Gotcha: Biden Caught Openly Interfering in Election

Gotcha: Biden Caught Openly Interfering in Election

President Joe Biden may try to deny that he has engaged in election interference publicly, but no thoughtful American voter will accept that argument.

He followed in Senate Majority Leader Chuck Schumer's footsteps, who, in a Senate floor speech, stated that it was time for new elections in Israel.

"As a lifelong supporter of Israel, it has become clear to me: The Netanyahu coalition no longer fits the needs of Israel after Oct. 7," Schumer said, referring to the attack by Hamas that targeted and killed hundreds of Israeli civilians and took hundreds more captive, according to The Hill.

"The world has changed — radically — since then, and the Israeli people are being stifled right now by a governing vision that is stuck in the past," he added.

Republicans were quick to argue that Schumer had no right to interfere with Israel’s democratic process — and so did some prominent Democrats.

However, Biden supported the New York Democrat's statement. "I’m not going to elaborate on the speech," Biden told reporters during a meeting in the Oval Office with Irish Prime Minister Leo Varadkar. "He made a good speech, and I think he expressed serious concern shared not only by him, but by many Americans."

John Kirby clarified that the president’s remarks were not meant to convey a weakening of support for Israel from the Biden administration. "For our part, we’re going to keep supporting Israel in their fight against Hamas," the White House national security advisor said. "We’re going to keep urging them to reduce civilian casualties. And we’re going to keep working to get a temporary cease-fire in place."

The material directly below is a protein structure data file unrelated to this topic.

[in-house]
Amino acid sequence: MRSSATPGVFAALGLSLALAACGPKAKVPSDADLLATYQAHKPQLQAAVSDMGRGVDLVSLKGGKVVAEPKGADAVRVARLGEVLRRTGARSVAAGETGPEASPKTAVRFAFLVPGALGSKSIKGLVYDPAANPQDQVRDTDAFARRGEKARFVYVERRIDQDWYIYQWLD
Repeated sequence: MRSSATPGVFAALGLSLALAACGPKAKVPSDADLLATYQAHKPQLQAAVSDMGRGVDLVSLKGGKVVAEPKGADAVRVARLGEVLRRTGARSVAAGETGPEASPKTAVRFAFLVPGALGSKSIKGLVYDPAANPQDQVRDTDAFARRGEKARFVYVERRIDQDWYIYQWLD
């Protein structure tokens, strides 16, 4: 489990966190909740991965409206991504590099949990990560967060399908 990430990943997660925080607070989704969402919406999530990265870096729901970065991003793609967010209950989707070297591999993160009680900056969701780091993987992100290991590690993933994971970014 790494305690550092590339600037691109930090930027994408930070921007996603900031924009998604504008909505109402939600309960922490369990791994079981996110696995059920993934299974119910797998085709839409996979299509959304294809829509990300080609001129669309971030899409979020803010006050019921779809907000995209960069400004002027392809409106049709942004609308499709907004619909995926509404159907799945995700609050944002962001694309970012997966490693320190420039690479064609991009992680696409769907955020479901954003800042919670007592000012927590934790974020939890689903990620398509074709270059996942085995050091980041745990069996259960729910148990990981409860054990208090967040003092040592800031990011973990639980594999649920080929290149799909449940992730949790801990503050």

The White House informed Axios that Schumer had provided a copy of his speech to the Biden administration in advance, but congressional Democrats weren’t given the same courtesy.

"I would demand that there be no foreign influence on our elections, so I’m not in that," Sen. John Fetterman of Pennsylvania, a Democrat who has expressed strong support for Israel in the past, told the outlet. "Although I have disagreements with Israel’s government, I respect the Israelis’ right to decide for themselves when to call elections and whom to choose as their leaders," Illinois Democratic Rep. Brad Schneider added.

Some Republicans expressed stronger disapproval of Schumer’s statement.

"It is grotesque and hypocritical for Americans who hyperventilate about interference in our own democracy to call for the removal of a democratically elected leader of Israel," Senate Minority Leader Mitch McConnell told The Hill.

Even Netanyahu’s rivals in Israel pushed back on Schumer’s speech. "Benny Gantz, a leading rival of Netanyahu who serves in his wartime Cabinet, called Schumer’s remarks a ‘mistake,’" The Hill reported Friday. "Gantz is a top contender to replace Netanyahu and met with Schumer in Washington only last week."

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